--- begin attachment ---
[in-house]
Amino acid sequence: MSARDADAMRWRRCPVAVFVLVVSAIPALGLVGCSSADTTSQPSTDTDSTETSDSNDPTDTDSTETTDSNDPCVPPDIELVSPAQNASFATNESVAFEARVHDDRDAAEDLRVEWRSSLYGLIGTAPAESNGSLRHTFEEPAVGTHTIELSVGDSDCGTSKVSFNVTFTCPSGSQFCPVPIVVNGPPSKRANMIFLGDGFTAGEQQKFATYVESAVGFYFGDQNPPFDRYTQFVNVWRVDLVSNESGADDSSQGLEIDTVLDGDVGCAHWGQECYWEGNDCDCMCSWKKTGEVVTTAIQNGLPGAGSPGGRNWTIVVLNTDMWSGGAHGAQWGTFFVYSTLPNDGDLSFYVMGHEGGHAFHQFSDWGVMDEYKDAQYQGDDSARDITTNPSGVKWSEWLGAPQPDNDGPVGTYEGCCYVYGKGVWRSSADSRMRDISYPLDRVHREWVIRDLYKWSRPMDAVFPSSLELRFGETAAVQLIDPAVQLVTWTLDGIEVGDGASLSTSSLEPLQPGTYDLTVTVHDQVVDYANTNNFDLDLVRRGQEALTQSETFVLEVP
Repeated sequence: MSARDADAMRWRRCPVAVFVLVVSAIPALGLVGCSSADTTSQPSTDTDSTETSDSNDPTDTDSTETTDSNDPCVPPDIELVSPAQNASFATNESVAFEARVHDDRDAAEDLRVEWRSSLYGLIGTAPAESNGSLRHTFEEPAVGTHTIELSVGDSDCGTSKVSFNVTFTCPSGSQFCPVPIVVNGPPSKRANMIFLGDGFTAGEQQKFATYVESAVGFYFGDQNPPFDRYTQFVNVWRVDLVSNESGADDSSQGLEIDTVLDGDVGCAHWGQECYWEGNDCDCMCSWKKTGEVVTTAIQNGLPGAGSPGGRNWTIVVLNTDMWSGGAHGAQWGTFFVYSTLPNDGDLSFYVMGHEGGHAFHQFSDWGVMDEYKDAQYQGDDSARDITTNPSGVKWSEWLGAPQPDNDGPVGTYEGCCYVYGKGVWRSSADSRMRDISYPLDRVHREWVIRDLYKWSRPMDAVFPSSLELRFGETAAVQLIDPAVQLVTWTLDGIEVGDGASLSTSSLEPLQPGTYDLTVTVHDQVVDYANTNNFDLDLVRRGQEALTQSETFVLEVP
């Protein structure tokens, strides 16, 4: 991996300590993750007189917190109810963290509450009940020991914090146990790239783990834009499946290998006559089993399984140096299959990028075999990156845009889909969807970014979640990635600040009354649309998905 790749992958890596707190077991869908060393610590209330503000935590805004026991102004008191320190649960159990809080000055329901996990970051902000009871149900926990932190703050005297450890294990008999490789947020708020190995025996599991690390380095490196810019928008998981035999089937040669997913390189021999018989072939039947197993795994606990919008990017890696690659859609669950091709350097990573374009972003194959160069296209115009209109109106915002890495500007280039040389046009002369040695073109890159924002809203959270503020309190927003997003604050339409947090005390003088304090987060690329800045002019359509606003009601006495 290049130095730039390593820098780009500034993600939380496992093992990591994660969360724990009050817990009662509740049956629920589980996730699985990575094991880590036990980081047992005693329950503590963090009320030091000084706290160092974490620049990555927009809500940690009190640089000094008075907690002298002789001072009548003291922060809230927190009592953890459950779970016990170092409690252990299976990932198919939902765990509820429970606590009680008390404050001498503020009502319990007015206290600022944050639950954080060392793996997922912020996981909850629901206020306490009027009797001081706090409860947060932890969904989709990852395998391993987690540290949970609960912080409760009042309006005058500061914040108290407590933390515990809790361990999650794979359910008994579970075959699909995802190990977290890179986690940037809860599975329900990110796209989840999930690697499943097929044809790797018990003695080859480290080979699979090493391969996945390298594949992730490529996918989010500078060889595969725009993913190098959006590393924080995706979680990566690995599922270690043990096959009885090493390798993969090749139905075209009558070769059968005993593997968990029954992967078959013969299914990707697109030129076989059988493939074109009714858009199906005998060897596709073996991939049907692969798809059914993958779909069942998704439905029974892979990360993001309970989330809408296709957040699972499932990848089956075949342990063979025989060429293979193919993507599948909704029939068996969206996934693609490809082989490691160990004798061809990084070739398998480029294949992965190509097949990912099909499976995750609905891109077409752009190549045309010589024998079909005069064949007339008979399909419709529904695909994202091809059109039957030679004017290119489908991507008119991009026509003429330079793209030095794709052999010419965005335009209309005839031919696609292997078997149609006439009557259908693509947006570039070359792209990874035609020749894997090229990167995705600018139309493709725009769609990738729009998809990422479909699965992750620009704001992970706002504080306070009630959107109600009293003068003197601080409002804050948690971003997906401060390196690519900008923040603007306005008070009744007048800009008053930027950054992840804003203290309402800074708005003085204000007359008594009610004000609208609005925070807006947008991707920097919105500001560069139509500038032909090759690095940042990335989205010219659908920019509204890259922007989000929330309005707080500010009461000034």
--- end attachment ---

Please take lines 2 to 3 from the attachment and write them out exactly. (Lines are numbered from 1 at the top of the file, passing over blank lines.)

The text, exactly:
Amino acid sequence: MSARDADAMRWRRCPVAVFVLVVSAIPALGLVGCSSADTTSQPSTDTDSTETSDSNDPTDTDSTETTDSNDPCVPPDIELVSPAQNASFATNESVAFEARVHDDRDAAEDLRVEWRSSLYGLIGTAPAESNGSLRHTFEEPAVGTHTIELSVGDSDCGTSKVSFNVTFTCPSGSQFCPVPIVVNGPPSKRANMIFLGDGFTAGEQQKFATYVESAVGFYFGDQNPPFDRYTQFVNVWRVDLVSNESGADDSSQGLEIDTVLDGDVGCAHWGQECYWEGNDCDCMCSWKKTGEVVTTAIQNGLPGAGSPGGRNWTIVVLNTDMWSGGAHGAQWGTFFVYSTLPNDGDLSFYVMGHEGGHAFHQFSDWGVMDEYKDAQYQGDDSARDITTNPSGVKWSEWLGAPQPDNDGPVGTYEGCCYVYGKGVWRSSADSRMRDISYPLDRVHREWVIRDLYKWSRPMDAVFPSSLELRFGETAAVQLIDPAVQLVTWTLDGIEVGDGASLSTSSLEPLQPGTYDLTVTVHDQVVDYANTNNFDLDLVRRGQEALTQSETFVLEVP
Repeated sequence: MSARDADAMRWRRCPVAVFVLVVSAIPALGLVGCSSADTTSQPSTDTDSTETSDSNDPTDTDSTETTDSNDPCVPPDIELVSPAQNASFATNESVAFEARVHDDRDAAEDLRVEWRSSLYGLIGTAPAESNGSLRHTFEEPAVGTHTIELSVGDSDCGTSKVSFNVTFTCPSGSQFCPVPIVVNGPPSKRANMIFLGDGFTAGEQQKFATYVESAVGFYFGDQNPPFDRYTQFVNVWRVDLVSNESGADDSSQGLEIDTVLDGDVGCAHWGQECYWEGNDCDCMCSWKKTGEVVTTAIQNGLPGAGSPGGRNWTIVVLNTDMWSGGAHGAQWGTFFVYSTLPNDGDLSFYVMGHEGGHAFHQFSDWGVMDEYKDAQYQGDDSARDITTNPSGVKWSEWLGAPQPDNDGPVGTYEGCCYVYGKGVWRSSADSRMRDISYPLDRVHREWVIRDLYKWSRPMDAVFPSSLELRFGETAAVQLIDPAVQLVTWTLDGIEVGDGASLSTSSLEPLQPGTYDLTVTVHDQVVDYANTNNFDLDLVRRGQEALTQSETFVLEVP